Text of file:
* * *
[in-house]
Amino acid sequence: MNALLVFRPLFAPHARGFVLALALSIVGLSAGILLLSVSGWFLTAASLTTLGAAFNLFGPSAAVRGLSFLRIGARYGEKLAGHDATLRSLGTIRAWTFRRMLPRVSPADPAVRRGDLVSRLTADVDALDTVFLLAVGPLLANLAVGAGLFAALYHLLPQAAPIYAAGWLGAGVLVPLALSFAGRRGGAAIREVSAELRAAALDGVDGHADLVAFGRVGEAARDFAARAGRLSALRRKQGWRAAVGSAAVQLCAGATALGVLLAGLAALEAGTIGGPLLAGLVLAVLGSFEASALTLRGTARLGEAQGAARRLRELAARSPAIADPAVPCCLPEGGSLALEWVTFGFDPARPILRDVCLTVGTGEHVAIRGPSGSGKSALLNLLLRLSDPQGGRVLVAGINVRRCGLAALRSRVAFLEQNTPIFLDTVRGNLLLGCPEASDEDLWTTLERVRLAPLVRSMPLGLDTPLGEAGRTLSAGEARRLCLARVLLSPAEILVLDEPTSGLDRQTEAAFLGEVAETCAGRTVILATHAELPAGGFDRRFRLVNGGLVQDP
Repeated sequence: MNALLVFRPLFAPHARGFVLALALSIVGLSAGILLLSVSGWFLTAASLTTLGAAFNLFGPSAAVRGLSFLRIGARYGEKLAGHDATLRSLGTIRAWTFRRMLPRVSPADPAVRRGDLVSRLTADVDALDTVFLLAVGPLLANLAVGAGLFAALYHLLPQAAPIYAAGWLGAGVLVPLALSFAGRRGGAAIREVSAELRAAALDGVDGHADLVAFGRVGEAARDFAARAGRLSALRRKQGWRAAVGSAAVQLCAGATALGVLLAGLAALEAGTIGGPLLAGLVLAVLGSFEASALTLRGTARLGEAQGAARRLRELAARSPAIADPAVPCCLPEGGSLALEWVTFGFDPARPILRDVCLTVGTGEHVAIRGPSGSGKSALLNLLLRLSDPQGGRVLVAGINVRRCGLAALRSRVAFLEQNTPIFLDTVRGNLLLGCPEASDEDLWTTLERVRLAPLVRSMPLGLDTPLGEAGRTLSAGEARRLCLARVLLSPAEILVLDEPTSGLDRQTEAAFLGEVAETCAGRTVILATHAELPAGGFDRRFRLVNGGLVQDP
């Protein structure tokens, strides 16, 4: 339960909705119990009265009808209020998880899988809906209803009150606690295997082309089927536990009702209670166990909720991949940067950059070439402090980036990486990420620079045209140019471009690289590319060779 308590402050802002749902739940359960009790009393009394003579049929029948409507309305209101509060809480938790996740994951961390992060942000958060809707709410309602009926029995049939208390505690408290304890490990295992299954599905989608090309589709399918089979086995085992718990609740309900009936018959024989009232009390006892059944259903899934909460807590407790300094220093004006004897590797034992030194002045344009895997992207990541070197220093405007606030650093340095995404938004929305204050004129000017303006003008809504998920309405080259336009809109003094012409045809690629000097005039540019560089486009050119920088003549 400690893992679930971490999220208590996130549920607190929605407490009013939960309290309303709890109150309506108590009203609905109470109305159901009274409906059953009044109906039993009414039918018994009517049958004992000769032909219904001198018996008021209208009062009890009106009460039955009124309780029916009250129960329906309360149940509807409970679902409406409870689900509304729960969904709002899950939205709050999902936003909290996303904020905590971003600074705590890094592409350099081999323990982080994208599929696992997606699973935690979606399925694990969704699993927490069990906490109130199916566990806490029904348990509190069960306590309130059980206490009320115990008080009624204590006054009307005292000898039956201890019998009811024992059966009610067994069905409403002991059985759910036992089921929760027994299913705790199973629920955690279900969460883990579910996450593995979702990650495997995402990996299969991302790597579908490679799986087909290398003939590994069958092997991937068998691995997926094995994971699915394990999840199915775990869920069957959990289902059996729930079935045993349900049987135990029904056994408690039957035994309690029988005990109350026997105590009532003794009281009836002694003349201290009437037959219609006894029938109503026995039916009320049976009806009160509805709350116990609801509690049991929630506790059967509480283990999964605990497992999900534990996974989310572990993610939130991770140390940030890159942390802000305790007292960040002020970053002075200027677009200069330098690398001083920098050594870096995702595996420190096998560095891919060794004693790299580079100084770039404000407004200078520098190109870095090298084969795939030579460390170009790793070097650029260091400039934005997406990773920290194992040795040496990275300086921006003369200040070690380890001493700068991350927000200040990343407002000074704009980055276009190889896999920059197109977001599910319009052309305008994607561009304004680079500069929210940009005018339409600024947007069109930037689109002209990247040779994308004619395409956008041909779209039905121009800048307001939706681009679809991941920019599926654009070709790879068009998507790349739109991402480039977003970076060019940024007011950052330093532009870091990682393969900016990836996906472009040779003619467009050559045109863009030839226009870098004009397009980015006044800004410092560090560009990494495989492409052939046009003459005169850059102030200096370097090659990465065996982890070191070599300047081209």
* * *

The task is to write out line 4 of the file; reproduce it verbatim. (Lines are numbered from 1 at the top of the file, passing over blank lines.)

């Protein structure tokens, strides 16, 4: 339960909705119990009265009808209020998880899988809906209803009150606690295997082309089927536990009702209670166990909720991949940067950059070439402090980036990486990420620079045209140019471009690289590319060779 308590402050802002749902739940359960009790009393009394003579049929029948409507309305209101509060809480938790996740994951961390992060942000958060809707709410309602009926029995049939208390505690408290304890490990295992299954599905989608090309589709399918089979086995085992718990609740309900009936018959024989009232009390006892059944259903899934909460807590407790300094220093004006004897590797034992030194002045344009895997992207990541070197220093405007606030650093340095995404938004929305204050004129000017303006003008809504998920309405080259336009809109003094012409045809690629000097005039540019560089486009050119920088003549 400690893992679930971490999220208590996130549920607190929605407490009013939960309290309303709890109150309506108590009203609905109470109305159901009274409906059953009044109906039993009414039918018994009517049958004992000769032909219904001198018996008021209208009062009890009106009460039955009124309780029916009250129960329906309360149940509807409970679902409406409870689900509304729960969904709002899950939205709050999902936003909290996303904020905590971003600074705590890094592409350099081999323990982080994208599929696992997606699973935690979606399925694990969704699993927490069990906490109130199916566990806490029904348990509190069960306590309130059980206490009320115990008080009624204590006054009307005292000898039956201890019998009811024992059966009610067994069905409403002991059985759910036992089921929760027994299913705790199973629920955690279900969460883990579910996450593995979702990650495997995402990996299969991302790597579908490679799986087909290398003939590994069958092997991937068998691995997926094995994971699915394990999840199915775990869920069957959990289902059996729930079935045993349900049987135990029904056994408690039957035994309690029988005990109350026997105590009532003794009281009836002694003349201290009437037959219609006894029938109503026995039916009320049976009806009160509805709350116990609801509690049991929630506790059967509480283990999964605990497992999900534990996974989310572990993610939130991770140390940030890159942390802000305790007292960040002020970053002075200027677009200069330098690398001083920098050594870096995702595996420190096998560095891919060794004693790299580079100084770039404000407004200078520098190109870095090298084969795939030579460390170009790793070097650029260091400039934005997406990773920290194992040795040496990275300086921006003369200040070690380890001493700068991350927000200040990343407002000074704009980055276009190889896999920059197109977001599910319009052309305008994607561009304004680079500069929210940009005018339409600024947007069109930037689109002209990247040779994308004619395409956008041909779209039905121009800048307001939706681009679809991941920019599926654009070709790879068009998507790349739109991402480039977003970076060019940024007011950052330093532009870091990682393969900016990836996906472009040779003619467009050559045109863009030839226009870098004009397009980015006044800004410092560090560009990494495989492409052939046009003459005169850059102030200096370097090659990465065996982890070191070599300047081209």